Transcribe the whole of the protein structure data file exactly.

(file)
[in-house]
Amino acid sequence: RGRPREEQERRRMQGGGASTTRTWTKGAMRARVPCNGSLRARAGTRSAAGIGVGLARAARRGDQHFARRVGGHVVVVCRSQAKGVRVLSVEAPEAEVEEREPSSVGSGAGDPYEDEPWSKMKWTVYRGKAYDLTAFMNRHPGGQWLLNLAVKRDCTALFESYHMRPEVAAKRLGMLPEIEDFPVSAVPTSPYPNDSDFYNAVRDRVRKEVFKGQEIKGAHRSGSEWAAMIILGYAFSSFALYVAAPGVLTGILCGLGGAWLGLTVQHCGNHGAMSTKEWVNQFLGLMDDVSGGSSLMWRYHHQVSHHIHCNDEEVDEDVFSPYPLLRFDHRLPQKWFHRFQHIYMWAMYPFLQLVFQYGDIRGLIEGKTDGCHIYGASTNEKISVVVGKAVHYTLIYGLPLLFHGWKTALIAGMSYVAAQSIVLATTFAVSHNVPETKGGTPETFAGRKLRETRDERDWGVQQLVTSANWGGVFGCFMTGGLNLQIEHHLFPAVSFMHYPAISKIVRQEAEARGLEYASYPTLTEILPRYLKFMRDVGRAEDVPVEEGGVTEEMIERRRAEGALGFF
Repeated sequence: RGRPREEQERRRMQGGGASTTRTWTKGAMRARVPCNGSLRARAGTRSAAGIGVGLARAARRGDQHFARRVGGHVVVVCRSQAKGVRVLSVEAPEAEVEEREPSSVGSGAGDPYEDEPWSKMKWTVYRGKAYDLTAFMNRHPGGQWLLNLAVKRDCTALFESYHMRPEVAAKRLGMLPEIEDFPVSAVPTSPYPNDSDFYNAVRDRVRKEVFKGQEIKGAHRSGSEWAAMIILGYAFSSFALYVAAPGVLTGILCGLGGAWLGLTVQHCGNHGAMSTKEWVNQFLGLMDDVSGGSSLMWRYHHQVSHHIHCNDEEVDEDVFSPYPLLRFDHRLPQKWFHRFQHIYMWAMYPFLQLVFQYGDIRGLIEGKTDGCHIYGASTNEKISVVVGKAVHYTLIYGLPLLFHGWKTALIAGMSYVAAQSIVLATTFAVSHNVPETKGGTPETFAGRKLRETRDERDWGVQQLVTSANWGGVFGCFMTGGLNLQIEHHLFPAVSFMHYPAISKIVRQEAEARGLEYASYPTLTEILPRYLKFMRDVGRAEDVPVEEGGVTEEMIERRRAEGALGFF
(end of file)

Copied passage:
[in-house]
Amino acid sequence: RGRPREEQERRRMQGGGASTTRTWTKGAMRARVPCNGSLRARAGTRSAAGIGVGLARAARRGDQHFARRVGGHVVVVCRSQAKGVRVLSVEAPEAEVEEREPSSVGSGAGDPYEDEPWSKMKWTVYRGKAYDLTAFMNRHPGGQWLLNLAVKRDCTALFESYHMRPEVAAKRLGMLPEIEDFPVSAVPTSPYPNDSDFYNAVRDRVRKEVFKGQEIKGAHRSGSEWAAMIILGYAFSSFALYVAAPGVLTGILCGLGGAWLGLTVQHCGNHGAMSTKEWVNQFLGLMDDVSGGSSLMWRYHHQVSHHIHCNDEEVDEDVFSPYPLLRFDHRLPQKWFHRFQHIYMWAMYPFLQLVFQYGDIRGLIEGKTDGCHIYGASTNEKISVVVGKAVHYTLIYGLPLLFHGWKTALIAGMSYVAAQSIVLATTFAVSHNVPETKGGTPETFAGRKLRETRDERDWGVQQLVTSANWGGVFGCFMTGGLNLQIEHHLFPAVSFMHYPAISKIVRQEAEARGLEYASYPTLTEILPRYLKFMRDVGRAEDVPVEEGGVTEEMIERRRAEGALGFF
Repeated sequence: RGRPREEQERRRMQGGGASTTRTWTKGAMRARVPCNGSLRARAGTRSAAGIGVGLARAARRGDQHFARRVGGHVVVVCRSQAKGVRVLSVEAPEAEVEEREPSSVGSGAGDPYEDEPWSKMKWTVYRGKAYDLTAFMNRHPGGQWLLNLAVKRDCTALFESYHMRPEVAAKRLGMLPEIEDFPVSAVPTSPYPNDSDFYNAVRDRVRKEVFKGQEIKGAHRSGSEWAAMIILGYAFSSFALYVAAPGVLTGILCGLGGAWLGLTVQHCGNHGAMSTKEWVNQFLGLMDDVSGGSSLMWRYHHQVSHHIHCNDEEVDEDVFSPYPLLRFDHRLPQKWFHRFQHIYMWAMYPFLQLVFQYGDIRGLIEGKTDGCHIYGASTNEKISVVVGKAVHYTLIYGLPLLFHGWKTALIAGMSYVAAQSIVLATTFAVSHNVPETKGGTPETFAGRKLRETRDERDWGVQQLVTSANWGGVFGCFMTGGLNLQIEHHLFPAVSFMHYPAISKIVRQEAEARGLEYASYPTLTEILPRYLKFMRDVGRAEDVPVEEGGVTEEMIERRRAEGALGFF